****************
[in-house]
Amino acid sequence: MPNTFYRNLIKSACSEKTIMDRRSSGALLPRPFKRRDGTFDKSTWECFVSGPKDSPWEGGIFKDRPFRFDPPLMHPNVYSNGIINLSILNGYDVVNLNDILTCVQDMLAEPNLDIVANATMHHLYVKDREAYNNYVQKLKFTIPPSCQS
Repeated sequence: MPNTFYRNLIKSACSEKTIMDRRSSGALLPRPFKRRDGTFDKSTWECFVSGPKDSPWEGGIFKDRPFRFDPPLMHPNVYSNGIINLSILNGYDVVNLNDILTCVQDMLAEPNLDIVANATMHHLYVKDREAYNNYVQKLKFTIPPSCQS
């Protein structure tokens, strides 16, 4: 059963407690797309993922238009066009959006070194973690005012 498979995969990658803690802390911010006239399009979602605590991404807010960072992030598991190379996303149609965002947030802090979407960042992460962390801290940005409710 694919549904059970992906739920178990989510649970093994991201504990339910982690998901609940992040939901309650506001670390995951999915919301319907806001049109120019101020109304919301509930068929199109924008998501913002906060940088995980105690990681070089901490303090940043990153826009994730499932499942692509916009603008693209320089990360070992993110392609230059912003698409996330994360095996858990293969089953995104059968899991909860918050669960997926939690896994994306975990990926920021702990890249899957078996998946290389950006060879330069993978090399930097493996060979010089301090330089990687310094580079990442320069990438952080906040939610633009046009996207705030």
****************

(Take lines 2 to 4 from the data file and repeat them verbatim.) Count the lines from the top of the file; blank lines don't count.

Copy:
Amino acid sequence: MPNTFYRNLIKSACSEKTIMDRRSSGALLPRPFKRRDGTFDKSTWECFVSGPKDSPWEGGIFKDRPFRFDPPLMHPNVYSNGIINLSILNGYDVVNLNDILTCVQDMLAEPNLDIVANATMHHLYVKDREAYNNYVQKLKFTIPPSCQS
Repeated sequence: MPNTFYRNLIKSACSEKTIMDRRSSGALLPRPFKRRDGTFDKSTWECFVSGPKDSPWEGGIFKDRPFRFDPPLMHPNVYSNGIINLSILNGYDVVNLNDILTCVQDMLAEPNLDIVANATMHHLYVKDREAYNNYVQKLKFTIPPSCQS
């Protein structure tokens, strides 16, 4: 059963407690797309993922238009066009959006070194973690005012 498979995969990658803690802390911010006239399009979602605590991404807010960072992030598991190379996303149609965002947030802090979407960042992460962390801290940005409710 694919549904059970992906739920178990989510649970093994991201504990339910982690998901609940992040939901309650506001670390995951999915919301319907806001049109120019101020109304919301509930068929199109924008998501913002906060940088995980105690990681070089901490303090940043990153826009994730499932499942692509916009603008693209320089990360070992993110392609230059912003698409996330994360095996858990293969089953995104059968899991909860918050669960997926939690896994994306975990990926920021702990890249899957078996998946290389950006060879330069993978090399930097493996060979010089301090330089990687310094580079990442320069990438952080906040939610633009046009996207705030």